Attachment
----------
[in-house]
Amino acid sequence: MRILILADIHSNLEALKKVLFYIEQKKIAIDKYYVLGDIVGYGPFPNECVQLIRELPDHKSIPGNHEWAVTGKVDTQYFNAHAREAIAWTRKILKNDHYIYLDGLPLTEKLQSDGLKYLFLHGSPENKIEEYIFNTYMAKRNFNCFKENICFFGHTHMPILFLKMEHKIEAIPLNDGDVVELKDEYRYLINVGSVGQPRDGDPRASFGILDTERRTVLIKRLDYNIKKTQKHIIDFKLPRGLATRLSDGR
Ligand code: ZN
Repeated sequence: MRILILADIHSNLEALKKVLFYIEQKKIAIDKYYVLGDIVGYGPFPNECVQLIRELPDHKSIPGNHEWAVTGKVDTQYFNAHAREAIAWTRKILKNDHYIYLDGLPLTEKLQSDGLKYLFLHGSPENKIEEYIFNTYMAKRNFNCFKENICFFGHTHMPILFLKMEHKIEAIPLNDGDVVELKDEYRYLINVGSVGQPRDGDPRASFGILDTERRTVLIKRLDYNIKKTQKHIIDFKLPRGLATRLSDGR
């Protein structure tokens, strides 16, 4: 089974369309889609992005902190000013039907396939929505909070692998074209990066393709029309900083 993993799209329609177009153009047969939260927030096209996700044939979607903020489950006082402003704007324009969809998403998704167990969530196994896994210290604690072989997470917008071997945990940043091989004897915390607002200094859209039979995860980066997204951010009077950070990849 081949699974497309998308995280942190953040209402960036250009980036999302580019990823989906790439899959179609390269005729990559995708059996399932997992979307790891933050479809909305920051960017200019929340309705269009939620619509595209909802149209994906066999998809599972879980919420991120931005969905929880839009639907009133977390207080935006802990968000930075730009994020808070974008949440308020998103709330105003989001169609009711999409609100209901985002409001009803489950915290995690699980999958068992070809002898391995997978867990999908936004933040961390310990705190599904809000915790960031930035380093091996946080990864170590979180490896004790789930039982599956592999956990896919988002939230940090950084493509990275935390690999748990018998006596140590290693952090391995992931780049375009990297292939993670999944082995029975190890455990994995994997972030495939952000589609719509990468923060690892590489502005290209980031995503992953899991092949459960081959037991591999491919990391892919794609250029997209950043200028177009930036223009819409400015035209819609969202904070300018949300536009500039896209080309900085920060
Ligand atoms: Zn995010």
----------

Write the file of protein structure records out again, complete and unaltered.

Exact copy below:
[in-house]
Amino acid sequence: MRILILADIHSNLEALKKVLFYIEQKKIAIDKYYVLGDIVGYGPFPNECVQLIRELPDHKSIPGNHEWAVTGKVDTQYFNAHAREAIAWTRKILKNDHYIYLDGLPLTEKLQSDGLKYLFLHGSPENKIEEYIFNTYMAKRNFNCFKENICFFGHTHMPILFLKMEHKIEAIPLNDGDVVELKDEYRYLINVGSVGQPRDGDPRASFGILDTERRTVLIKRLDYNIKKTQKHIIDFKLPRGLATRLSDGR
Ligand code: ZN
Repeated sequence: MRILILADIHSNLEALKKVLFYIEQKKIAIDKYYVLGDIVGYGPFPNECVQLIRELPDHKSIPGNHEWAVTGKVDTQYFNAHAREAIAWTRKILKNDHYIYLDGLPLTEKLQSDGLKYLFLHGSPENKIEEYIFNTYMAKRNFNCFKENICFFGHTHMPILFLKMEHKIEAIPLNDGDVVELKDEYRYLINVGSVGQPRDGDPRASFGILDTERRTVLIKRLDYNIKKTQKHIIDFKLPRGLATRLSDGR
């Protein structure tokens, strides 16, 4: 089974369309889609992005902190000013039907396939929505909070692998074209990066393709029309900083 993993799209329609177009153009047969939260927030096209996700044939979607903020489950006082402003704007324009969809998403998704167990969530196994896994210290604690072989997470917008071997945990940043091989004897915390607002200094859209039979995860980066997204951010009077950070990849 081949699974497309998308995280942190953040209402960036250009980036999302580019990823989906790439899959179609390269005729990559995708059996399932997992979307790891933050479809909305920051960017200019929340309705269009939620619509595209909802149209994906066999998809599972879980919420991120931005969905929880839009639907009133977390207080935006802990968000930075730009994020808070974008949440308020998103709330105003989001169609009711999409609100209901985002409001009803489950915290995690699980999958068992070809002898391995997978867990999908936004933040961390310990705190599904809000915790960031930035380093091996946080990864170590979180490896004790789930039982599956592999956990896919988002939230940090950084493509990275935390690999748990018998006596140590290693952090391995992931780049375009990297292939993670999944082995029975190890455990994995994997972030495939952000589609719509990468923060690892590489502005290209980031995503992953899991092949459960081959037991591999491919990391892919794609250029997209950043200028177009930036223009819409400015035209819609969202904070300018949300536009500039896209080309900085920060
Ligand atoms: Zn995010």